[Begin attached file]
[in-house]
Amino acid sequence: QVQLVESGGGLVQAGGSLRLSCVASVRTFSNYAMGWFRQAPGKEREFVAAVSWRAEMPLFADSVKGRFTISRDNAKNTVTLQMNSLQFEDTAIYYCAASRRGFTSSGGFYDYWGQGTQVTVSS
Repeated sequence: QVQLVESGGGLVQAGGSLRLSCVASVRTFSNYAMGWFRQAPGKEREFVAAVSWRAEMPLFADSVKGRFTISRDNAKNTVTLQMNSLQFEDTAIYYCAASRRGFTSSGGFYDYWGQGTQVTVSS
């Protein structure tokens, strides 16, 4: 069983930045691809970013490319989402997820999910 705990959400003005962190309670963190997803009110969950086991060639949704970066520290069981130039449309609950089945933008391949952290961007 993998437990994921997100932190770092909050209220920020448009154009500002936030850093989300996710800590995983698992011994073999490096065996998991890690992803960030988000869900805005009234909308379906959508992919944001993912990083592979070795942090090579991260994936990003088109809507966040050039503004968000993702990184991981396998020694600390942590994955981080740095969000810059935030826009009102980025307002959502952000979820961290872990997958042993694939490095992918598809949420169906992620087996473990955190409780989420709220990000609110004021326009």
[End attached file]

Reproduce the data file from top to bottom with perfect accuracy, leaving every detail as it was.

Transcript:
[in-house]
Amino acid sequence: QVQLVESGGGLVQAGGSLRLSCVASVRTFSNYAMGWFRQAPGKEREFVAAVSWRAEMPLFADSVKGRFTISRDNAKNTVTLQMNSLQFEDTAIYYCAASRRGFTSSGGFYDYWGQGTQVTVSS
Repeated sequence: QVQLVESGGGLVQAGGSLRLSCVASVRTFSNYAMGWFRQAPGKEREFVAAVSWRAEMPLFADSVKGRFTISRDNAKNTVTLQMNSLQFEDTAIYYCAASRRGFTSSGGFYDYWGQGTQVTVSS
């Protein structure tokens, strides 16, 4: 069983930045691809970013490319989402997820999910 705990959400003005962190309670963190997803009110969950086991060639949704970066520290069981130039449309609950089945933008391949952290961007 993998437990994921997100932190770092909050209220920020448009154009500002936030850093989300996710800590995983698992011994073999490096065996998991890690992803960030988000869900805005009234909308379906959508992919944001993912990083592979070795942090090579991260994936990003088109809507966040050039503004968000993702990184991981396998020694600390942590994955981080740095969000810059935030826009009102980025307002959502952000979820961290872990997958042993694939490095992918598809949420169906992620087996473990955190409780989420709220990000609110004021326009």